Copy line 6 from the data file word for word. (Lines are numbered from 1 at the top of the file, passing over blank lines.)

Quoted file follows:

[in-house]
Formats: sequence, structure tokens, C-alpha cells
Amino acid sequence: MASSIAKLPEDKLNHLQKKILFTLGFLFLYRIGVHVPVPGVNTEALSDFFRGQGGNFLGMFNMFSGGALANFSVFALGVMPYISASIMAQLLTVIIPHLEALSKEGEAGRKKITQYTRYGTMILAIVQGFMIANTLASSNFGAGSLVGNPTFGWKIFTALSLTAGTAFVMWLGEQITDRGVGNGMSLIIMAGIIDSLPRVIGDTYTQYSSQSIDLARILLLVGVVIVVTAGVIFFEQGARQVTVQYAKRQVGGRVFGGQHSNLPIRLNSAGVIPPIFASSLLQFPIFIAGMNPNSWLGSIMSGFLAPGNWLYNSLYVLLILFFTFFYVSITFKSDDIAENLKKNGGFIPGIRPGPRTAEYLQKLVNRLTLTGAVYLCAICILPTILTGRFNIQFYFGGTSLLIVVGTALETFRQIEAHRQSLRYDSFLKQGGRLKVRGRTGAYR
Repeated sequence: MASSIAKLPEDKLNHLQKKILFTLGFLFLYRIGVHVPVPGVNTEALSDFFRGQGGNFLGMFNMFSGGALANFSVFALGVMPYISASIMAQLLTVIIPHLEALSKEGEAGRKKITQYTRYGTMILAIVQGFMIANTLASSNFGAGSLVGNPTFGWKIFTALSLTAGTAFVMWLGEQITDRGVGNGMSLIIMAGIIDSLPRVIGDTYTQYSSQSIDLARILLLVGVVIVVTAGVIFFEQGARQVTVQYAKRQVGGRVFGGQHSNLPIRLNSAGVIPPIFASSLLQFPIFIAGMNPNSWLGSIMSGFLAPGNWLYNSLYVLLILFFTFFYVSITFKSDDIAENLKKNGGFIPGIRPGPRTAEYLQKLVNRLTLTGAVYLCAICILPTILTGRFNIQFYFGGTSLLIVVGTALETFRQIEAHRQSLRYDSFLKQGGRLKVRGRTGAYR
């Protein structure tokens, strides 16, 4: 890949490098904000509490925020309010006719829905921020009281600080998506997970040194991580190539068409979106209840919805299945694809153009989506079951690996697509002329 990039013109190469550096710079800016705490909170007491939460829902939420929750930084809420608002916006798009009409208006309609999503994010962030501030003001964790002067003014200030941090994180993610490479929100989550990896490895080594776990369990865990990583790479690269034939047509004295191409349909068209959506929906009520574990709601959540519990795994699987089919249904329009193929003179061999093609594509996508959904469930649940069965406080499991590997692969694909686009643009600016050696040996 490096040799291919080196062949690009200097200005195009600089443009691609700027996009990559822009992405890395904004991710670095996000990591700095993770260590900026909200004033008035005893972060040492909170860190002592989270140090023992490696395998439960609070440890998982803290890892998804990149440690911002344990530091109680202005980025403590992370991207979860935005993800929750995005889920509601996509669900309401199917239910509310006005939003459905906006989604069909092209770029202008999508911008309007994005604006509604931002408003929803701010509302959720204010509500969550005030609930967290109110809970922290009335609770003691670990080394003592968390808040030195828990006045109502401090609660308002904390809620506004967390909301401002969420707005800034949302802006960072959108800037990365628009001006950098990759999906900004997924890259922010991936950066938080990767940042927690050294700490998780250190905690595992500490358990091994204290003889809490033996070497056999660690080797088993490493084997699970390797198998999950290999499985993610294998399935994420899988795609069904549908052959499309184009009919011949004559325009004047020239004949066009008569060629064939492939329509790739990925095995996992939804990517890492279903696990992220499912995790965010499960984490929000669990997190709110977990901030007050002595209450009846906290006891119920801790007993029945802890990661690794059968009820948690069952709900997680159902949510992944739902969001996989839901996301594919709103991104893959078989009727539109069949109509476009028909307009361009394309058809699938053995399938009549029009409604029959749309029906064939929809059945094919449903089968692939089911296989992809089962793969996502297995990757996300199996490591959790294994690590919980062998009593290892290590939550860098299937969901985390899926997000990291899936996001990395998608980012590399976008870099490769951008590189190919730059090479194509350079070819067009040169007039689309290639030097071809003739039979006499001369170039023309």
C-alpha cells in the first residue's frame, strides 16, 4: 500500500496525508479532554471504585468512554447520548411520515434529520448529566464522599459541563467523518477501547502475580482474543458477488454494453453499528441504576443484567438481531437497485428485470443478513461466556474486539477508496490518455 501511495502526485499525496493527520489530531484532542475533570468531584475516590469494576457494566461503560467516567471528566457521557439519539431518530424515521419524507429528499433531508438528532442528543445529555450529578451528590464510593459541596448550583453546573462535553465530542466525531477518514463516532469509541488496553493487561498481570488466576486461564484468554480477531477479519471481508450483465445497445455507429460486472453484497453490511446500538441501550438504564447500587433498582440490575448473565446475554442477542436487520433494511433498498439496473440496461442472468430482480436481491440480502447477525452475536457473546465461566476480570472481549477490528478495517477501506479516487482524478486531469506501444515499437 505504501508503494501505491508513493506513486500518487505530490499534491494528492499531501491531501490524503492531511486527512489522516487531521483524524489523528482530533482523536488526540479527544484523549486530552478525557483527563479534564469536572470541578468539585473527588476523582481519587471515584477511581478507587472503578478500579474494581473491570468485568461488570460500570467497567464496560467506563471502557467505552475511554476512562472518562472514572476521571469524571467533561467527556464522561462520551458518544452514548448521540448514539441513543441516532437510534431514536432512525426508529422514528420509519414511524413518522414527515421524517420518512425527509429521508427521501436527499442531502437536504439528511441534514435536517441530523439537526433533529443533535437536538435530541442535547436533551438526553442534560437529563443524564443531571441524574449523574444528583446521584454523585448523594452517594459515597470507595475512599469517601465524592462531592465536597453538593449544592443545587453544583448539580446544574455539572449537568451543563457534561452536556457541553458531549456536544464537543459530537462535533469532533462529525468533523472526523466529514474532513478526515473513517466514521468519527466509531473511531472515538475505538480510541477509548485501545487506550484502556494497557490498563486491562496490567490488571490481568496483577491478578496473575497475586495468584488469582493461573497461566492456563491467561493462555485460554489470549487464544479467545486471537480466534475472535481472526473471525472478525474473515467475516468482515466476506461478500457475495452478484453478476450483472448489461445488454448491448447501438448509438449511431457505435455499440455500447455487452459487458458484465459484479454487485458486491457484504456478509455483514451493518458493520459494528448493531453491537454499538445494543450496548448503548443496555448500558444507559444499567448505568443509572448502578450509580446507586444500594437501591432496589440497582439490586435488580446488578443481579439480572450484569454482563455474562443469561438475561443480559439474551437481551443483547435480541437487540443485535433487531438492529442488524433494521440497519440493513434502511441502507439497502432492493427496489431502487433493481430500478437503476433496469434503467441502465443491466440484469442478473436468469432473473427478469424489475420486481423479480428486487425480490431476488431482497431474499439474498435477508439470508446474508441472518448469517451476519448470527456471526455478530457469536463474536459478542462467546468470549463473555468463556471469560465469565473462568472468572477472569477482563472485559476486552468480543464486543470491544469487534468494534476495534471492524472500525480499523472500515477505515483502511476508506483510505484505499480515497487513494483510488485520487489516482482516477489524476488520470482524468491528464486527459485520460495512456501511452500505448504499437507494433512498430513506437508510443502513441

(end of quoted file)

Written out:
C-alpha cells in the first residue's frame, strides 16, 4: 500500500496525508479532554471504585468512554447520548411520515434529520448529566464522599459541563467523518477501547502475580482474543458477488454494453453499528441504576443484567438481531437497485428485470443478513461466556474486539477508496490518455 501511495502526485499525496493527520489530531484532542475533570468531584475516590469494576457494566461503560467516567471528566457521557439519539431518530424515521419524507429528499433531508438528532442528543445529555450529578451528590464510593459541596448550583453546573462535553465530542466525531477518514463516532469509541488496553493487561498481570488466576486461564484468554480477531477479519471481508450483465445497445455507429460486472453484497453490511446500538441501550438504564447500587433498582440490575448473565446475554442477542436487520433494511433498498439496473440496461442472468430482480436481491440480502447477525452475536457473546465461566476480570472481549477490528478495517477501506479516487482524478486531469506501444515499437 505504501508503494501505491508513493506513486500518487505530490499534491494528492499531501491531501490524503492531511486527512489522516487531521483524524489523528482530533482523536488526540479527544484523549486530552478525557483527563479534564469536572470541578468539585473527588476523582481519587471515584477511581478507587472503578478500579474494581473491570468485568461488570460500570467497567464496560467506563471502557467505552475511554476512562472518562472514572476521571469524571467533561467527556464522561462520551458518544452514548448521540448514539441513543441516532437510534431514536432512525426508529422514528420509519414511524413518522414527515421524517420518512425527509429521508427521501436527499442531502437536504439528511441534514435536517441530523439537526433533529443533535437536538435530541442535547436533551438526553442534560437529563443524564443531571441524574449523574444528583446521584454523585448523594452517594459515597470507595475512599469517601465524592462531592465536597453538593449544592443545587453544583448539580446544574455539572449537568451543563457534561452536556457541553458531549456536544464537543459530537462535533469532533462529525468533523472526523466529514474532513478526515473513517466514521468519527466509531473511531472515538475505538480510541477509548485501545487506550484502556494497557490498563486491562496490567490488571490481568496483577491478578496473575497475586495468584488469582493461573497461566492456563491467561493462555485460554489470549487464544479467545486471537480466534475472535481472526473471525472478525474473515467475516468482515466476506461478500457475495452478484453478476450483472448489461445488454448491448447501438448509438449511431457505435455499440455500447455487452459487458458484465459484479454487485458486491457484504456478509455483514451493518458493520459494528448493531453491537454499538445494543450496548448503548443496555448500558444507559444499567448505568443509572448502578450509580446507586444500594437501591432496589440497582439490586435488580446488578443481579439480572450484569454482563455474562443469561438475561443480559439474551437481551443483547435480541437487540443485535433487531438492529442488524433494521440497519440493513434502511441502507439497502432492493427496489431502487433493481430500478437503476433496469434503467441502465443491466440484469442478473436468469432473473427478469424489475420486481423479480428486487425480490431476488431482497431474499439474498435477508439470508446474508441472518448469517451476519448470527456471526455478530457469536463474536459478542462467546468470549463473555468463556471469560465469565473462568472468572477472569477482563472485559476486552468480543464486543470491544469487534468494534476495534471492524472500525480499523472500515477505515483502511476508506483510505484505499480515497487513494483510488485520487489516482482516477489524476488520470482524468491528464486527459485520460495512456501511452500505448504499437507494433512498430513506437508510443502513441